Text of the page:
FDA Accepts NDA for Generalized Myasthenia Gravis Therapy


Zilucoplan is a targeted therapy that inhibits key components in the underlying disease pathology. The anticipated PDUFA date is in the fourth quarter of 2023.

The FDA has accepted for review UCB’s new drug application (NDA) for zilucoplan to treat adults with generalized myasthenia gravis. If approved, it will treat those who are acetylcholine receptor antibody positive.

Generalized myasthenia gravis is a chronic auto-immune disease that causes weakness in the skeletal muscles that worsens after periods of activity and improves after periods of rest. People living with myasthenia gravis can experience a variety of symptoms, including drooping eyelids, double vision, and difficulty in swallowing, chewing and talking, as well as severe muscle weakness. In the United States, the prevalence of myasthenia gravis is estimated at 14 to 20 per 100,000 population or about 36,000 to 60,000 cases.

Zilucoplan is a subcutaneous, self-administered peptide inhibitor of complement component 5. It is a targeted therapy that inhibits key components in the underlying pathophysiology of generalized myasthenia gravis, addressing the underlying mechanism of neuromuscular junction damage. The anticipated PDUFA date is in the fourth quarter of 2023.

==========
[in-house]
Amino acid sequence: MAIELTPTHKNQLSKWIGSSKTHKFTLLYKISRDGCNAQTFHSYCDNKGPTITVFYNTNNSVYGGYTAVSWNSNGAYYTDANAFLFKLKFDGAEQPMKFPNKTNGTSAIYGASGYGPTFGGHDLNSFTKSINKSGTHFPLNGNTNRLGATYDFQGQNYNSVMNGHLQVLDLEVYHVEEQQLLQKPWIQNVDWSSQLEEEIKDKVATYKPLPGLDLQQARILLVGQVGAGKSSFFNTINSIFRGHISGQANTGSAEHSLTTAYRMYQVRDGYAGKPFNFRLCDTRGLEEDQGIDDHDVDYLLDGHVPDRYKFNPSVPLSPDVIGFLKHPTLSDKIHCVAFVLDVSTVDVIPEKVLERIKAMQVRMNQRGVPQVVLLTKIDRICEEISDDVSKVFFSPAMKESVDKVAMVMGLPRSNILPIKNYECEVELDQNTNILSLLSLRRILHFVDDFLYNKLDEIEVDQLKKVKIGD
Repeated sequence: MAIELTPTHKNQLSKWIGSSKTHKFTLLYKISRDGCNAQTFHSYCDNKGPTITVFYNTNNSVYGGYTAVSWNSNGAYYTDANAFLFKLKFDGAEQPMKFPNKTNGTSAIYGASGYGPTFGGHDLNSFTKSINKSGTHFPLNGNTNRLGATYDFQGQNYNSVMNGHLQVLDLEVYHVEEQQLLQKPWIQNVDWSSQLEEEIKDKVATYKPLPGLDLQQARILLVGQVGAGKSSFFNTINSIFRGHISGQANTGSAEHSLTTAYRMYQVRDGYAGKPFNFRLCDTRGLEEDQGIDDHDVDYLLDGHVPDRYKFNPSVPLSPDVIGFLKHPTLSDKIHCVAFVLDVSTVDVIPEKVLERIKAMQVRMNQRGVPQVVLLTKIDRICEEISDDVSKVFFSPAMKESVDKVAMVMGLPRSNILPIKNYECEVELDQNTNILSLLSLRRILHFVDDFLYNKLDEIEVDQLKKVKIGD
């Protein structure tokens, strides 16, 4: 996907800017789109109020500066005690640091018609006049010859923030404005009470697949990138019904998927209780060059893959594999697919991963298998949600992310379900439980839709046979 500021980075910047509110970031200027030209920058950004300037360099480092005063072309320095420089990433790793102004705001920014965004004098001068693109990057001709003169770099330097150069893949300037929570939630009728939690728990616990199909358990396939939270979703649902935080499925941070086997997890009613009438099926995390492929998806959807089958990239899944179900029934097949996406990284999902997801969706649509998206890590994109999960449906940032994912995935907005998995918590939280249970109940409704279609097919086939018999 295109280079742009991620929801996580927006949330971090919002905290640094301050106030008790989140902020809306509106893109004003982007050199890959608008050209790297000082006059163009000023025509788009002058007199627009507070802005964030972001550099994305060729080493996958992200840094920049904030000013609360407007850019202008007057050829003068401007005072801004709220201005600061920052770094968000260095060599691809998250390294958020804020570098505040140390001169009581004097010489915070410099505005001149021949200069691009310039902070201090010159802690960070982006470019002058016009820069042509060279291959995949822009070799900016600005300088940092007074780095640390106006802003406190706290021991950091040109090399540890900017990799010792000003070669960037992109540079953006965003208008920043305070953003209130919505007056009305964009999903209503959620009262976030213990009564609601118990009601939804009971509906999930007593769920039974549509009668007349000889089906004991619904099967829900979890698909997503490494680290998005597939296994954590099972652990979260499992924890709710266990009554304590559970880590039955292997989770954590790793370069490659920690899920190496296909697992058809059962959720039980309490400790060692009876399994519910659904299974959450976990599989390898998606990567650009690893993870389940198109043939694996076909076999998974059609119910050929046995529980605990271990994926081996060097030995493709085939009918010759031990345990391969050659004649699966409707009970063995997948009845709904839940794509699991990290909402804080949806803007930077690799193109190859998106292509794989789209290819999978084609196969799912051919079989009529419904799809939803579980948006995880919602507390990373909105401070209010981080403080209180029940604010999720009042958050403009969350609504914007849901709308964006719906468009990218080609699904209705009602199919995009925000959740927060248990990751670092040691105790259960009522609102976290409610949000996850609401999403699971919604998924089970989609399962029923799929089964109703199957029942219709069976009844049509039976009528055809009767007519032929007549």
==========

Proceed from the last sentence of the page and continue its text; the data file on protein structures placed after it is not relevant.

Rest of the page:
Iris Loew-Friedrich, Ph.D.

Iris Loew-Friedrich, Ph.D.

“If approved, zilucoplan has the potential to address the unmet need for people with gMG by providing targeted improvements in signs and symptoms of gMG disease activity and severity,” Iris Loew-Friedrich, Ph.D., executive vice president and chief medical officer at UCB, said in a press release. “A benefit of targeted treatment is that it may help reduce the adverse events that can be associated with non-specific immunosuppressive treatment of gMG.”

The NDA is based on data from the pivotal phase 3 RAISE study, which demonstrated at week 12 that treatment with zilucoplan resulted in clinically meaningful and statistically significant improvements in key generalized myasthenia gravis-specific outcomes compared with placebo in patients. The study met its primary endpoint with zilucoplan showing a placebo-corrected mean improvement of 2.09 points in the Myasthenia Gravis Activities of Daily Living score at week 12.

The most common treatment-emergent adverse events were injection site bruising, headache, and diarrhea. Rates of treatment discontinuation due to a treatment-emergent adverse event were low and all patients who completed the 12-week treatment period have entered the ongoing RAISE-XT open-label extension study. n the RAISE study, 174 adult patients were randomized to receive daily self-administered doses of placebo or zilucoplan.

Additionally, UCB’s marketing authorization application has been accepted by the European Medicines Agency.

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